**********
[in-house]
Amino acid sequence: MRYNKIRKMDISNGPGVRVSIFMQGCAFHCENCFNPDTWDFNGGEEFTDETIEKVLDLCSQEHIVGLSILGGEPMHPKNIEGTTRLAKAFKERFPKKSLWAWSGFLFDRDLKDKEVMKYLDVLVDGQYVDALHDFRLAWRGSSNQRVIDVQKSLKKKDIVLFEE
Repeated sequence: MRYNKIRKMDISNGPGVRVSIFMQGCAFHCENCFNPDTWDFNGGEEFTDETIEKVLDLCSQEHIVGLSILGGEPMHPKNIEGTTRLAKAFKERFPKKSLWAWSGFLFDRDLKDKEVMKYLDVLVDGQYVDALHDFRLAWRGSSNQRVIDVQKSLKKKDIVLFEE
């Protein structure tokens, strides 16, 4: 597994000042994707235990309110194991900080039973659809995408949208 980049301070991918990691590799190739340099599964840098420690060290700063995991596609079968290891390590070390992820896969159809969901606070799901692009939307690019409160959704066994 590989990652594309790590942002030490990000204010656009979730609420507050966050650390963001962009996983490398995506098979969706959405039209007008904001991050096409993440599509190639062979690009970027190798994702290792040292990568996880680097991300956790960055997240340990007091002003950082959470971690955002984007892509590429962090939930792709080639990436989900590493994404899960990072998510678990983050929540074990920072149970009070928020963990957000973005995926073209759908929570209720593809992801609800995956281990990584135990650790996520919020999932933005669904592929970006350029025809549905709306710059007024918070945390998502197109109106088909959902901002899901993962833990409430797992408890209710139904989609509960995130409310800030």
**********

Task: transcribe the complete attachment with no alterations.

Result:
[in-house]
Amino acid sequence: MRYNKIRKMDISNGPGVRVSIFMQGCAFHCENCFNPDTWDFNGGEEFTDETIEKVLDLCSQEHIVGLSILGGEPMHPKNIEGTTRLAKAFKERFPKKSLWAWSGFLFDRDLKDKEVMKYLDVLVDGQYVDALHDFRLAWRGSSNQRVIDVQKSLKKKDIVLFEE
Repeated sequence: MRYNKIRKMDISNGPGVRVSIFMQGCAFHCENCFNPDTWDFNGGEEFTDETIEKVLDLCSQEHIVGLSILGGEPMHPKNIEGTTRLAKAFKERFPKKSLWAWSGFLFDRDLKDKEVMKYLDVLVDGQYVDALHDFRLAWRGSSNQRVIDVQKSLKKKDIVLFEE
């Protein structure tokens, strides 16, 4: 597994000042994707235990309110194991900080039973659809995408949208 980049301070991918990691590799190739340099599964840098420690060290700063995991596609079968290891390590070390992820896969159809969901606070799901692009939307690019409160959704066994 590989990652594309790590942002030490990000204010656009979730609420507050966050650390963001962009996983490398995506098979969706959405039209007008904001991050096409993440599509190639062979690009970027190798994702290792040292990568996880680097991300956790960055997240340990007091002003950082959470971690955002984007892509590429962090939930792709080639990436989900590493994404899960990072998510678990983050929540074990920072149970009070928020963990957000973005995926073209759908929570209720593809992801609800995956281990990584135990650790996520919020999932933005669904592929970006350029025809549905709306710059007024918070945390998502197109109106088909959902901002899901993962833990409430797992408890209710139904989609509960995130409310800030």